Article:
Creatures of habit
Knight puts it this way: “To know where you’re going, it’s best to know where you’ve been.”
The 2007 Owner-Operator Market Behavior Report saw leased and independent owner-operators running almost even in average income, a mere $1,400 putting leased operators on top. In the prior year’s report, it was independents whose average income was highest.
The current report is based on surveys conducted in 2006, with respondents stating income for 2005.
Independents’ drop in 2005 income might have been caused by the wide availability of freight, analyst Chris Brady says.
“In a pretty good freight environment, the guys looking to expand will go independent,” he says. “The successful business managers among the independents will drop from our data as they develop small fleets and lose the time to operate a truck of their own.”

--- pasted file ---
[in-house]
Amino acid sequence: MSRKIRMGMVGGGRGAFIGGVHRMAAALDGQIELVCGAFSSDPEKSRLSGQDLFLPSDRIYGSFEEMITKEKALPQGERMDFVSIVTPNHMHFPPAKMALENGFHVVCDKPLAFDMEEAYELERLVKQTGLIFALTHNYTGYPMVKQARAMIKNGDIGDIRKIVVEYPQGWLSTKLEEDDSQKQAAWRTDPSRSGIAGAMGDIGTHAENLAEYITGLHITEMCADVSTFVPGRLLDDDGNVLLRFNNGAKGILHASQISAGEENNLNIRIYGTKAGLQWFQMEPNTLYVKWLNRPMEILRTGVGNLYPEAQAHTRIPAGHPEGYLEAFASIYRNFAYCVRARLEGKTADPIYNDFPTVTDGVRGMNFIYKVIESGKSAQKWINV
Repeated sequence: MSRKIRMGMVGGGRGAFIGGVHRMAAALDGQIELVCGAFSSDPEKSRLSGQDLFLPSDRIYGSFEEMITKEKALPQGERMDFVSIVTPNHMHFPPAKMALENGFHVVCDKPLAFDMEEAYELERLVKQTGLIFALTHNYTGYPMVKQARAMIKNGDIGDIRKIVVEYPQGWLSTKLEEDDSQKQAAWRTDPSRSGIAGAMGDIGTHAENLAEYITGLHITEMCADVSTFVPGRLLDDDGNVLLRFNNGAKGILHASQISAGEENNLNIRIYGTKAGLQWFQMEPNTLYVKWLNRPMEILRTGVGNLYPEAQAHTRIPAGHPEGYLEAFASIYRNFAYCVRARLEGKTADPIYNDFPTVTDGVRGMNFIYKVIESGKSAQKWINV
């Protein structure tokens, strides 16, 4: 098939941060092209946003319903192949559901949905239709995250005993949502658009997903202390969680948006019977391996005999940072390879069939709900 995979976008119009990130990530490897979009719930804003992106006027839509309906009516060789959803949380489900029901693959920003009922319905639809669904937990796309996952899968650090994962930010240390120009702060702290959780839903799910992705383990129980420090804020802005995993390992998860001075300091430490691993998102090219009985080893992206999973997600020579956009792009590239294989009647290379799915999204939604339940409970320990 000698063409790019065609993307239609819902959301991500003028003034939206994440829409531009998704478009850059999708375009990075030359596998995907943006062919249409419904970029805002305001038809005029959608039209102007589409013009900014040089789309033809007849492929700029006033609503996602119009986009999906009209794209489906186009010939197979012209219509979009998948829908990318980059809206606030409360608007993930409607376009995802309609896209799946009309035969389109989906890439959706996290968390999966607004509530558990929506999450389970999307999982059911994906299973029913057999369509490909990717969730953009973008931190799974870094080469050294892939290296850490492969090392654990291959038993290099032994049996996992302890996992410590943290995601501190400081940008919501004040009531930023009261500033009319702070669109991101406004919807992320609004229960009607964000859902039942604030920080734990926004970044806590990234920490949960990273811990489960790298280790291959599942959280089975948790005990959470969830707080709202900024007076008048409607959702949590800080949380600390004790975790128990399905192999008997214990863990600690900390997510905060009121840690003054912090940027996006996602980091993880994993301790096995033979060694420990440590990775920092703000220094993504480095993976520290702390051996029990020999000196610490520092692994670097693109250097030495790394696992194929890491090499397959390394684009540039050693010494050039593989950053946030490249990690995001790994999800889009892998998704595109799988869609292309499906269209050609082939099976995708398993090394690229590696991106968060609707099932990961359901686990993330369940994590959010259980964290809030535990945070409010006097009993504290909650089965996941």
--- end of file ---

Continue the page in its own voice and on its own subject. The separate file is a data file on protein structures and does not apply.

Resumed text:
Behavior Report income stats primarily are based on single-unit owner-operators. As small-fleet independents exit the stats, they leave behind less successful independents, who bring down the average. This, coupled with wage gains among leased owner-operators in recent years, might explain the disparity.
The surge in freight demand during 2005 contributed to a third straight year of increase in overall owner-operator income in spite of the post-Hurricane Katrina spike in diesel prices. That demand continued in 2006, Brady says, but in 2007 it may subside.
“Owner-operators probably won’t see the wage increases they’ve seen over the last few years,” Brady says. “Not because the supply has increased dramatically due to higher wages, but because freight is growing at a slower rate, so the need for carriers to expand capacity also has lessened. If they’ve seen 5 percent annual growth to now, it might be 2 percent this year.”